Large amounts of hydrocarbons occur in the asthenosphere, from which they rise into the crust along a system of faults. Deep seismic sounding has identified several reflectors in the asthenosphere at which the longitudinal-wave velocity exhibits discontinuities that are much greater than those of the transverse waves; a phenomenon thought to be due to the presence of two-layer pore spaces. In the upper mantle, above the asthenosphere, seismic reflection studies have identified faults which were produced by unsteady localized creep at high temperatures. Thus, migration of hydrocarbons from the asthenosphere can occur only if there are faults cutting across the lower crust and the Moho discontinuity.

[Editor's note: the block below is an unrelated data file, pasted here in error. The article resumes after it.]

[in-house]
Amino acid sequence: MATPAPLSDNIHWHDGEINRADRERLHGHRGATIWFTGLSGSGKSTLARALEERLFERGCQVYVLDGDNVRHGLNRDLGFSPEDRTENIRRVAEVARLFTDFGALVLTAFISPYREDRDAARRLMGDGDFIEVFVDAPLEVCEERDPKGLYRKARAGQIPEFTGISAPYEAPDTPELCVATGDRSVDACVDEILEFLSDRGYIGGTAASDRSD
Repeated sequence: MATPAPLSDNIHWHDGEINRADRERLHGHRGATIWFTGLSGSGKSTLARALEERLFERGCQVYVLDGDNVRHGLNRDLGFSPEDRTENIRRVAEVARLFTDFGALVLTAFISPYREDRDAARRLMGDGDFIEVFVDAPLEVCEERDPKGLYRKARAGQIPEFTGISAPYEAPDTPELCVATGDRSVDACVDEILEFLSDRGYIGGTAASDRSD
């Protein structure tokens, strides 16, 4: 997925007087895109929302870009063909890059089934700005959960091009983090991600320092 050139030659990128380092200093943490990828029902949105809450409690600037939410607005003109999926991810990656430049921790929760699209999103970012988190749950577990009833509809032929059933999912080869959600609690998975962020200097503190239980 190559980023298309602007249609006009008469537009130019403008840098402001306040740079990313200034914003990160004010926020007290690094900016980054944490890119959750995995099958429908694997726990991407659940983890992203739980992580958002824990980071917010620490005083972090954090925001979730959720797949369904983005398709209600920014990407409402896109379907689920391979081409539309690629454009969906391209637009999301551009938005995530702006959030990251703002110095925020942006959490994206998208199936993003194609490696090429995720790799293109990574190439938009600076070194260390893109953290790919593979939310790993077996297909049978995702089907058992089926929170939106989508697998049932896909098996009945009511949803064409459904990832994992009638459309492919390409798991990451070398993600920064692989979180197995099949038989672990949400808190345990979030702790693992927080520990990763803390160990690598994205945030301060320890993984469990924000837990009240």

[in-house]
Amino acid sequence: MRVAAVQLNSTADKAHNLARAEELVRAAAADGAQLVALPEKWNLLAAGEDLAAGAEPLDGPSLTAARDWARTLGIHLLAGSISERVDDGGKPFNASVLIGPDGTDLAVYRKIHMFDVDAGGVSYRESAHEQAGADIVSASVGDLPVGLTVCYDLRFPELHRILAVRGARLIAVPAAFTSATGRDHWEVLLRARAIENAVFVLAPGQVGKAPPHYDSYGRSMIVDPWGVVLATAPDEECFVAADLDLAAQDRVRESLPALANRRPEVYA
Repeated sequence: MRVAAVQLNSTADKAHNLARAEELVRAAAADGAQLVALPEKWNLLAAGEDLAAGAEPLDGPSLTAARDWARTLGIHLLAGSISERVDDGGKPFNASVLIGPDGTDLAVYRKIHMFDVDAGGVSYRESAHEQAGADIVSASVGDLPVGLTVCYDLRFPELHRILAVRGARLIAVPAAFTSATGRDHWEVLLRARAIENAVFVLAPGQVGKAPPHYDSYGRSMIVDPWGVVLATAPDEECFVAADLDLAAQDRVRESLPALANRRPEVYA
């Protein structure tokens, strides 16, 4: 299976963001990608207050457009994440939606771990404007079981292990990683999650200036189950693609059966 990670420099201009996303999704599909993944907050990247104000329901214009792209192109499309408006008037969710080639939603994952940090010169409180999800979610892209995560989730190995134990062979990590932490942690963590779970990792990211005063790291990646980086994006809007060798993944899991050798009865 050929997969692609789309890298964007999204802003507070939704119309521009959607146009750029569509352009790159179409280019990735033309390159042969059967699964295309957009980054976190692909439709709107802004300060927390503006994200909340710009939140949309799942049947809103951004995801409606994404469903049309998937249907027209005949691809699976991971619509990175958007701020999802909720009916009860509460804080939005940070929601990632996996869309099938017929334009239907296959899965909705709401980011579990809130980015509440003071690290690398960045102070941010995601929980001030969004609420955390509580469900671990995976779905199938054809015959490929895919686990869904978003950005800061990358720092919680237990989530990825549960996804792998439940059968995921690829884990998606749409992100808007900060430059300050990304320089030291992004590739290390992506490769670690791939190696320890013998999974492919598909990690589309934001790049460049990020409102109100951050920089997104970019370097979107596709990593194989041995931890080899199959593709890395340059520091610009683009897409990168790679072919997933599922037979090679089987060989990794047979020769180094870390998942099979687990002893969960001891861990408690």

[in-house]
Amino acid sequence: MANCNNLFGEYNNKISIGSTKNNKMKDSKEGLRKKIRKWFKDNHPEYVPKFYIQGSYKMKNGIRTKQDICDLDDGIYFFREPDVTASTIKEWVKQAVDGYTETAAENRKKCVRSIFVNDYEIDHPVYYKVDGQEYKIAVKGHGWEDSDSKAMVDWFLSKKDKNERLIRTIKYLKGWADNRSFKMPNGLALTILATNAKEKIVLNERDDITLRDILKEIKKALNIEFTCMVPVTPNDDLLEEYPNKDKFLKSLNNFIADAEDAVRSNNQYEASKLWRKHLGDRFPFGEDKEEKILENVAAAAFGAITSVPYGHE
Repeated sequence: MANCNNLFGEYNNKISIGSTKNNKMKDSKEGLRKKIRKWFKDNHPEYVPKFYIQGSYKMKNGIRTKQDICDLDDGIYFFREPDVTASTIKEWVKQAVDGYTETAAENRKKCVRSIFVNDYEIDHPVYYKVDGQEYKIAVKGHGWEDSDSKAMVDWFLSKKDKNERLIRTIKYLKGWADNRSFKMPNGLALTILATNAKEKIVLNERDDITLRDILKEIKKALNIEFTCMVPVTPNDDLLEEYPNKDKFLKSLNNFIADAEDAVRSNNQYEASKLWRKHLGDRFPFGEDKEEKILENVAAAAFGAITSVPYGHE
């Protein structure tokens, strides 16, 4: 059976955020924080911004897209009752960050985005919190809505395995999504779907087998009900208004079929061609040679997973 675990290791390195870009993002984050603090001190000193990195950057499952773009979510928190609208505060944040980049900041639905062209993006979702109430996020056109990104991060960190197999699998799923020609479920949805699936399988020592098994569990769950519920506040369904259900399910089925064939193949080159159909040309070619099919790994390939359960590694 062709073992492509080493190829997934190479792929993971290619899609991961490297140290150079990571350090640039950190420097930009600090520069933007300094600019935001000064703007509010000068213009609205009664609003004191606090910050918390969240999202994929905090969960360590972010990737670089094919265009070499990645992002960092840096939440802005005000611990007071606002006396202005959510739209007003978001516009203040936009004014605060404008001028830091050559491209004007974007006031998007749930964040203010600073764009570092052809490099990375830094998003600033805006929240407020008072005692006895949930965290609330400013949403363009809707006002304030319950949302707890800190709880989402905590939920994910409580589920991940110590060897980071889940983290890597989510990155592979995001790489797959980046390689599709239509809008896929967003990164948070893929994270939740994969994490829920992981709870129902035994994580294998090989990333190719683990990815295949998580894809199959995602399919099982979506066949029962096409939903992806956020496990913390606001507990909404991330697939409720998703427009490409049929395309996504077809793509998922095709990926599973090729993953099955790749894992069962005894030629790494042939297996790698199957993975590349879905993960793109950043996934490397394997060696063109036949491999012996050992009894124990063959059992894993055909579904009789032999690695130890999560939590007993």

|Number of pages||7|
|Journal||Doklady. Earth science sections|
|Publication status||Published - Oct 1994|